This blog is part of the Scáth na Feannóige/Shadow of the Hooded Crow project exploring fénnidecht as a practice to follow the War Goddessses, Badb, Macha and the Morrígan whose name is Anann. This is a less formal place for me to discuss various issues of interest to someone on a modern version of the Outlaw warrior path such as physical training, history, Old Irish literature, pop culture inspirations, werewolves, ecstatic trance (okay, I find that one tough to write about but I may try), gender issues the wilderness....


Friday, October 7, 2011

Changing jobs, deepening vocation

I left my job recently. This is a good thing, but it's left me thinking a lot about this path and how the job did, didn't and should have related. It wasn't a "warrior job" in the sense that those who claim all warriors must do "warrior jobs" such as serve in the military or be law enforcement officers. I was basically a baby sitter, although if you go by hourly pay I was less well paid than most are these days from what I hear, although I got full-time hours and, therefore, benefits. I was a night watch person at a camp for troubled youth. So I was a babysitter who walked around in the woods and kept fires going. But it fit for someone on the Outlaw warrior path.

I rather liked the job at first, although switching back to nights had been difficult for me. After most of a lifetime of being very nocturnal by nature, I seemed to switch suddenly when I moved back to the North Country about 11 years ago now. I thought I could switch back easily, but it was hard for me. Otherwise, it was great, I like wandering in the woods, liked time to myself. I liked that connection that I noted with my path.

See, the Outlaw Warrior bands, the Fianna, were made up of young men, possibly some women as I've discussed here before, who were basically seen as unfit for society to live until they were. That was, primarily when they were marriageable and could inherit.* Obviously, there are stark differences between camps such as this and the old war bands, for example, they're not taught fighting arts but rather to not fight (yet many might end up in the military in their future so....). Yet it's, well, reflective...reflective is a favorite word of mine if you've not noticed (consider the name of my home is "sgàthan").

In the context, I was even an outsider among outsiders, being there to guard at night only. The teaching fénnidi and banfénnidi there are the counselors. I remember being hit by this passage from The Wisdom of the Outlaw:

"("They gave Finn the task of keeping watch during the night, and he was told to wake up a fénnid if he heard anything calamitous"). We have already seen that one of the duties of Finn's fían is to protect human society and its borders. In the present episode, as part of his initiation ito a fían, Finn is to stand watch for his fellow fénnidi. Like the ideal gill described by Cormac, he is to listen carefully in the forest and be alert during his watch. Finn stands guard on the periphery of a peripheral group; in this stance his being a chronic outsider is all the more obvious." pg. 176

And to some extent during this time I was able to work out some new concepts and connections with my path. But due to the circumstances of the job, I was also limited, especially over time. Because working nights took a toll on my body, and the body is an important thing to a warrior. To anyone, but all fantasy aside, it's impossible to fight with out a functioning body.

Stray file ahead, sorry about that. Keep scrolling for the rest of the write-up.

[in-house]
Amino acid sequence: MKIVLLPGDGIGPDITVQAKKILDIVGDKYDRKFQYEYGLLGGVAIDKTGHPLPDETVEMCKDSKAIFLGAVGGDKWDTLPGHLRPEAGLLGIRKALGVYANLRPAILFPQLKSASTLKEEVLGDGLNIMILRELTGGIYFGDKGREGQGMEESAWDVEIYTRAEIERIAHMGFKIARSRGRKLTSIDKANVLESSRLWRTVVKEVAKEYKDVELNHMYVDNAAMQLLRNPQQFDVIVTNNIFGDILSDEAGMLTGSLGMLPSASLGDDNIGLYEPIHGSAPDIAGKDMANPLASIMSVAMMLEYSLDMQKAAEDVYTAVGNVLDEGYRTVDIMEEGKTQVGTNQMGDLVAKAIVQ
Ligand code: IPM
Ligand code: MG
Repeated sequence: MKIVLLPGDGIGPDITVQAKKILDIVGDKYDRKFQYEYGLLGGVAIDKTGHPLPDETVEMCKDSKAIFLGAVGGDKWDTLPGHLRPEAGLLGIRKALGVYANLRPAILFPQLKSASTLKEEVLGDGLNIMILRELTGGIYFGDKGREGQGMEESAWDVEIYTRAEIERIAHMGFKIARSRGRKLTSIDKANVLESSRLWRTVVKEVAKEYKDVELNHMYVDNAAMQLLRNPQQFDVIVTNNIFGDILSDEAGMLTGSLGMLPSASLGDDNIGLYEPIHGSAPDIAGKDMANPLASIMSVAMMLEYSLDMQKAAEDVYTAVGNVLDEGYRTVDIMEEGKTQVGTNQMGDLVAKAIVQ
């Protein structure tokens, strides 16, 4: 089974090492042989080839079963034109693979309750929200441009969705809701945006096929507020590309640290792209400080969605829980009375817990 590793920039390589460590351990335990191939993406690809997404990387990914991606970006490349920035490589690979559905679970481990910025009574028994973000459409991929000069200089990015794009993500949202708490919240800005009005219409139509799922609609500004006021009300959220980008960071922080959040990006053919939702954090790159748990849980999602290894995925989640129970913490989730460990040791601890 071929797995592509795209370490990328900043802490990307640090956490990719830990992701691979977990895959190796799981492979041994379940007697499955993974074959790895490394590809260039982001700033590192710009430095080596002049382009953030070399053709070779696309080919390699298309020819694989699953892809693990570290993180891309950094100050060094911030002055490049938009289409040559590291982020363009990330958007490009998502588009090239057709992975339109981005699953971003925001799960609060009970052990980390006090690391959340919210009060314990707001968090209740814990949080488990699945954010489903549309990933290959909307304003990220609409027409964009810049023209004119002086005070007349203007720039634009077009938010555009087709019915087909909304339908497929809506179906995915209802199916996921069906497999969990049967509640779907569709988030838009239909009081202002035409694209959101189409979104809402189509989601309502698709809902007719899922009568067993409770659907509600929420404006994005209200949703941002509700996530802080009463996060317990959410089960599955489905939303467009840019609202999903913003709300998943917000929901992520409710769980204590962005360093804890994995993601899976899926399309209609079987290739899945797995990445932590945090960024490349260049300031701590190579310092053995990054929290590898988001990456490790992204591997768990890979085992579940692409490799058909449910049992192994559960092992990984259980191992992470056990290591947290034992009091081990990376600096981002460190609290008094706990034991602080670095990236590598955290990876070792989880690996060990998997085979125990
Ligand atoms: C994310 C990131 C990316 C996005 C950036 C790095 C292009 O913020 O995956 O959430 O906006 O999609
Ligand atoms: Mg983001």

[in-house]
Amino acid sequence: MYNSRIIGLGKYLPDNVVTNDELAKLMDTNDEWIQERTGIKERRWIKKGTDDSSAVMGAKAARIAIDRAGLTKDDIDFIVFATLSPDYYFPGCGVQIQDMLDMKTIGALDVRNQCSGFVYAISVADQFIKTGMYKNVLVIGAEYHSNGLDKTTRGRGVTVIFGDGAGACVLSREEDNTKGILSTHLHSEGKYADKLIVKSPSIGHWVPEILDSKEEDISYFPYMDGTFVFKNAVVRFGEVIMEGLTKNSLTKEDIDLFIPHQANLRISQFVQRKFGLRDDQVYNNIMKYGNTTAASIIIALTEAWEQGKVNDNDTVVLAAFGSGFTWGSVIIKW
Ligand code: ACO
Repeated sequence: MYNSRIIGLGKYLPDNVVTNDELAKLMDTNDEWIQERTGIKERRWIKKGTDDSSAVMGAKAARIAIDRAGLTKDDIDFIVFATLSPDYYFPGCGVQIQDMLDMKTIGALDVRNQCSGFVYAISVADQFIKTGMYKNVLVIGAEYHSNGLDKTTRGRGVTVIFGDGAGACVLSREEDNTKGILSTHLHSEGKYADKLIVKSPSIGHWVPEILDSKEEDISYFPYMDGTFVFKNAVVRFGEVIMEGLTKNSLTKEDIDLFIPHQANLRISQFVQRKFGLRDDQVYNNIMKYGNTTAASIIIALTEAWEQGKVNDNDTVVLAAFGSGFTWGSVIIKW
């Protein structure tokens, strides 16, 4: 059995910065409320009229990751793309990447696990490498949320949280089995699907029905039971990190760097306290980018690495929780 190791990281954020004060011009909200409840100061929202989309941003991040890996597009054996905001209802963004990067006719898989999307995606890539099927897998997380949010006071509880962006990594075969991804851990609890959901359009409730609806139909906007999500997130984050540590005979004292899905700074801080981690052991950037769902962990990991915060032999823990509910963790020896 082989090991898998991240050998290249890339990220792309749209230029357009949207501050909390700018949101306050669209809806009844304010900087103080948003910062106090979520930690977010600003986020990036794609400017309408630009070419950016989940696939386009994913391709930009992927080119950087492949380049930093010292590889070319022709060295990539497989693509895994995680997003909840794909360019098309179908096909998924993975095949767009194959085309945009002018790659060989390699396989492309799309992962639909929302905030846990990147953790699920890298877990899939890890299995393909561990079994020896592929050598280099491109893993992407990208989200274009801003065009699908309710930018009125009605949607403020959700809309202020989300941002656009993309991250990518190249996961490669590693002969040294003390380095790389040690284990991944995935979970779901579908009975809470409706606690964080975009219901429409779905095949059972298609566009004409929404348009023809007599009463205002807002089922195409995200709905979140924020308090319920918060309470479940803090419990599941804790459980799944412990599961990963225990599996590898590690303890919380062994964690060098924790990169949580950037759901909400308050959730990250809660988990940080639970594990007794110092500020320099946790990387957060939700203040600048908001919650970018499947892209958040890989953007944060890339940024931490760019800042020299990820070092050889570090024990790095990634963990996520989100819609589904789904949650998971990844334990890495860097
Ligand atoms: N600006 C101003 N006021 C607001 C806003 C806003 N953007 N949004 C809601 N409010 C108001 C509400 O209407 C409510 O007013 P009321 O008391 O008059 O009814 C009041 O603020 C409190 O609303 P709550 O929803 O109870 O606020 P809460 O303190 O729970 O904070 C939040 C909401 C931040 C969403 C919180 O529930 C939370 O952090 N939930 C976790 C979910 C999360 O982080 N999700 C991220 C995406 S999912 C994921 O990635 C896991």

While at one point I still trained hard in what I already was doing and even took some time to start firearms training, my body started to burn out. I started to sleep less, my fitness level was deteriorating despite working out, I was just fucking tired all the fucking time.

Somewhere along there I got back to work on Teh Project again, however, so that was a plus. But as my body began to show wear, so did my mind. My periods of concentration often were short, a real problem as some of this stuff is pretty mind boggling to begin with.

With concentration goes the ability to do the spiritual work involved, namely the trance work. And as my body was tired, going out into the woods and into a fugue state became more limited. Obviously, I couldn't go into altered states at work, even if I was in the woods.

Other things which I consider related, such as working with my young, spoiled horse and dealing with prepping/homesteading stuff also were a problem.

I realized to a large extent, I was not living the path to the extent I need to be. I also realized that the crappy pay and crap benefits were no longer worth it. And for the past few weeks I've been regaining my equilibrium, repairing my body, starting to build up on the amount of training I'm doing (although I have a long way to go) and getting some progress with my horse and prepping. Writing not so much yet, trance work not at all yet. I still need more recovery for those things. And winter is coming, it will be a time to focus on some of that harder when we're settled in for the season.

My mate is taking more shifts and will be developing himself more as an EMT. I will try to build something of a fitness business, but it's a rough location even in better times for that. I may also go for my EMT certification, maybe. We'll also see what else comes along that can help us survive.

What I am getting here is that I strive to find a way to learn and build from all things that I do, starting this job enriched my path, leaving it at this time does so too. Onward to what ever comes.

*See, for example, Joseph Falaky Nagy. The Wisdom of the Outlaw: The Boyhood Deeds of Finn in Gaelic Narrative Tradition and Kim McCone, “Werewolves, Cyclopes, Díberga and Fíanna: Juvenile Delinquency in Early Ireland” Cambridge Medieval Celtic Studies, issue 12, 1986


Copyright © 2011 Kym Lambert

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